Coronavirus Roundup: Updated Boosters Will Be Available Soon
There’s a lot to keep track of. Here’s a list of this week’s news updates and stories you may have missed.
On Thursday, the White House Office of Science and Technology Policy, in coordination with other relevant agencies across the government, released its first annual report on progress to implement the American Pandemic Preparedness Plan and what it seeks to do in the year ahead.
“As a key component of future response, the U.S. government acknowledges that simply transforming our capabilities in pandemic preparedness will not be enough to achieve our goals of reducing the burden of pathogens on the world, especially in vulnerable communities,” said the report. “Scientific and technological advances must be paired with public engagement, trust building, and recognition and resolution of previous harms and challenges in public health. All of these foundational areas are addressed here and must be advanced if the Nation and the world are to be prepared for future threats.” Here are some of the other recent headlines you might have missed.
The Safer Federal Workforce Task Force said in an update on Wednesday amid ongoing litigation on the contractor vaccine mandate that “the federal government will take no action to implement or enforce Executive Order 14042,” which instituted the mandate. Also, “for existing contracts or contract-like instruments (hereinafter “contracts”) that contain a clause implementing requirements of Executive Order 14042, the government will take no action to enforce the clause implementing requirements of Executive Order 14042, absent further written notice from the agency.” Most recently, a federal appeals court last week narrowed the scope of the nationwide injunction on the mandate. That update was one of several from the task force regarding COVID protocols.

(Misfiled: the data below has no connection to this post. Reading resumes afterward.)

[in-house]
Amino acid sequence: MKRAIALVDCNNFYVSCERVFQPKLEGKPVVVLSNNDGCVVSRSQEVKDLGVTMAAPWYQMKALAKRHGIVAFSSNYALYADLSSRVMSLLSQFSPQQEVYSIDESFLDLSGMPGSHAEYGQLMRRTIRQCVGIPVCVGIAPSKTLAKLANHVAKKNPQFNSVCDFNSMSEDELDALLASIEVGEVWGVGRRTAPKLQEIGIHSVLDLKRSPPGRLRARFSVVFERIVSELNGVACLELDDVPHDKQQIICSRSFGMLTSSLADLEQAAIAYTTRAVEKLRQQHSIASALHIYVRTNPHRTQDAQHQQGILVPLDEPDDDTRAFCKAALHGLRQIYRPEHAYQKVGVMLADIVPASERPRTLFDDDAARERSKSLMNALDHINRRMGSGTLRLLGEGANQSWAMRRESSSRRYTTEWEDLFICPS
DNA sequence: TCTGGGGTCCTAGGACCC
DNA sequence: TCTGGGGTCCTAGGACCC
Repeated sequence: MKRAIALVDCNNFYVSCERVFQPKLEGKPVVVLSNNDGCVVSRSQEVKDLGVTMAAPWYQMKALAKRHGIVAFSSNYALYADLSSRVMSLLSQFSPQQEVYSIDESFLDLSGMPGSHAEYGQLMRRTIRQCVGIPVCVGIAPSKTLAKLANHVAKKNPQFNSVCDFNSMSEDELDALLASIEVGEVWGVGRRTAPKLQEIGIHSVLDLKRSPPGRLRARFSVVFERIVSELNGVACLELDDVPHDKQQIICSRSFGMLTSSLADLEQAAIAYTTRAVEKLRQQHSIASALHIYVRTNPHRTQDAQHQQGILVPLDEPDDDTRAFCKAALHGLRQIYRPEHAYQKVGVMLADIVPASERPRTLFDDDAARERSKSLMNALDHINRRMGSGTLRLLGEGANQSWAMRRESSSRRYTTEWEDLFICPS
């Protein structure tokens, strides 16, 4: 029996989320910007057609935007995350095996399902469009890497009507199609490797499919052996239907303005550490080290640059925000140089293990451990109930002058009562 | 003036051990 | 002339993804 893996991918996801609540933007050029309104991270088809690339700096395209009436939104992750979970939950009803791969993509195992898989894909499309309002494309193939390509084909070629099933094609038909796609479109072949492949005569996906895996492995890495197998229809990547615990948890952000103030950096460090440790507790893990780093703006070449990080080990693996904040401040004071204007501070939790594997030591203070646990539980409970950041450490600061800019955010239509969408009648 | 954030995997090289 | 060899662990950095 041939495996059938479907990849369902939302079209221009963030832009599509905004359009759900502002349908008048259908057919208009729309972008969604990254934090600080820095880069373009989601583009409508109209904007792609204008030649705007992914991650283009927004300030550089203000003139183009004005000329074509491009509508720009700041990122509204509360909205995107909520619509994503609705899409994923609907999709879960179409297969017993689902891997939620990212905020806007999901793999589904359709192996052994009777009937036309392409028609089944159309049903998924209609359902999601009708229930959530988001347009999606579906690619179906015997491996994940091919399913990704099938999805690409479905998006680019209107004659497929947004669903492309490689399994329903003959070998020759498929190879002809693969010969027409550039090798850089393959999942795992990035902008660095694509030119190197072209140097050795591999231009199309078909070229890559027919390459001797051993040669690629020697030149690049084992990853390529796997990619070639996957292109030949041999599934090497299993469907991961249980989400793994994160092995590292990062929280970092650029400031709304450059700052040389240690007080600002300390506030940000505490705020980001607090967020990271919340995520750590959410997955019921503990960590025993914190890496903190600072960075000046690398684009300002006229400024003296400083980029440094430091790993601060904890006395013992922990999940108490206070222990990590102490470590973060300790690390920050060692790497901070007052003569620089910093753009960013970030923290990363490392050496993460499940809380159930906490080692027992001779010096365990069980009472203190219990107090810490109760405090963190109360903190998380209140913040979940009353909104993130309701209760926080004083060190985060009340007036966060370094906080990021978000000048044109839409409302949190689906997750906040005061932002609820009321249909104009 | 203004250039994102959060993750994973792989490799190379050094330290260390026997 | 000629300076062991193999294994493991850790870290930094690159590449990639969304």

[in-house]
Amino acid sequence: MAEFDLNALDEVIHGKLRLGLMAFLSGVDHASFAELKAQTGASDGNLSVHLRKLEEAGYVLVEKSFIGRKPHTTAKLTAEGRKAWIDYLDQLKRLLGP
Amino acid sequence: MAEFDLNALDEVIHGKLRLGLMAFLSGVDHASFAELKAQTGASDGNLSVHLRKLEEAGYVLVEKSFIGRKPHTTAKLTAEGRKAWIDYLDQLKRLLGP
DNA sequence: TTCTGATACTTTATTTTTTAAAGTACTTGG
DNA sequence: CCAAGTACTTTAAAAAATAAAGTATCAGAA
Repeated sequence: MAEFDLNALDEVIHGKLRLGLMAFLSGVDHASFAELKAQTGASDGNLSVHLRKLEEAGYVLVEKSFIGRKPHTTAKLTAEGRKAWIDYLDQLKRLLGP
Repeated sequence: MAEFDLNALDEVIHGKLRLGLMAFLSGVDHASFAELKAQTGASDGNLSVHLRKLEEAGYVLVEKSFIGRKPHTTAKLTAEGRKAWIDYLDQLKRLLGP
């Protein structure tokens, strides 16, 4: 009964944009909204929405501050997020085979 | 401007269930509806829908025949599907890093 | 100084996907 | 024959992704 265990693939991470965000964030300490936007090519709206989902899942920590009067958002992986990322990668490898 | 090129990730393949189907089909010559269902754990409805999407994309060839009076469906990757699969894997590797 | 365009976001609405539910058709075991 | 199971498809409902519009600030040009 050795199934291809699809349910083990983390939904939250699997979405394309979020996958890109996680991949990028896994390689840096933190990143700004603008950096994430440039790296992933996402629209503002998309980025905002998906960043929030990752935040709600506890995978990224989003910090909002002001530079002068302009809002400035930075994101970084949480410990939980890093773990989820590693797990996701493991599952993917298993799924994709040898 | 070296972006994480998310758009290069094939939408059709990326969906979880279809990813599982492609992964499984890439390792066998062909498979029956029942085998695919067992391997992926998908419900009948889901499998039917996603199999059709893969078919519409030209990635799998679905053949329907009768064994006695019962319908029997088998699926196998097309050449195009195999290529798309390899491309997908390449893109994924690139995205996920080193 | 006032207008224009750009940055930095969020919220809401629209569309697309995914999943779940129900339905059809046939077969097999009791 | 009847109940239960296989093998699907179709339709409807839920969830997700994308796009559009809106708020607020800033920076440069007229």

The Centers for Disease Control and Prevention endorsed on Thursday a recommendation for Moderna and Pfizer/BioNTech’s updated booster shots after the Food and Drug Administration authorized them earlier this week. The shots are for individuals ages 18 years and up and 12 years and up, respectively. “In the coming weeks, CDC also expects to recommend updated COVID-19 boosters for other pediatric groups, per the discussion and evaluation of the data by [advisory committee] on Sept. 1, 2022,” said a statement from the CDC. “When data are available and FDA authorizes these other types of COVID-19 boosters, CDC will quickly move to help make them available in the United States.”
White House Press Secretary Karine Jean-Pierre said during the briefing on Monday, the administration is preparing a “robust” booster campaign “with the limited funding we have left.”
At a Centers for Strategic and International Studies event on Tuesday, CDC Director Dr. Rochelle Walensky spoke about the CDC’s recent internal review and work it's doing now to become more agile. “There are many things that have made it so that we can’t be nimble,” such as on data, human resources and contractual authorities, she said. “I will do all the work that I can from within the agency and ask for a little bit of grace and time…. But also, to say that there are a lot of different ways, as I look at the bigger structure, outside of CDC at an interagency level, that things could be – we could be more nimble.”
As for the CDC’s budget, the line items are “critically important,” she said. “But they lock us in in a way that does not allow us to be nimble.”
Sept. 2 is the last day to order free COVID tests through COVIDtests.gov as the Biden administration is suspending the program due to a lack of funding from Congress. “This is an action we've been forced to take that will help preserve our limited remaining supply, ensuring we have a limited supply of tests available in the fall,” Jean-Pierre said on Monday. “Americans will continue to have other options for free testing, including free at-home tests through private insurance, Medicare, Medicaid, and 1,500 community-based free testing sites.”
The Defense Department announced on Monday it is now offering the Novavax COVID-19 vaccine to service members. It is not authorized by federal regulators as a booster at this time.
The Veterans Affairs Department shared on Wednesday its guidebook, published in August, on its approach to treating veterans with long COVID. The VA said this will be updated periodically and was developed in collaboration with HHS’s National Research Action Plan on Long COVID.
Sens. Richard Burr, R-N.C., and James Inhofe, R-Okla., are calling on the president to stand up Operation Warp Speed 2.0 to develop updated vaccines. The previous effort, established by the Trump administration and then renamed and reworked by the Biden administration, “cut regulatory red tape, reduced risk and uncertainty, mobilized military operational capacity, and set a clear target for the private sector to hit,” the senators wrote in a recent letter. “Operation Warp Speed was the most successful public health program since smallpox. It saved millions of lives, and it should be resurrected as soon as possible.”
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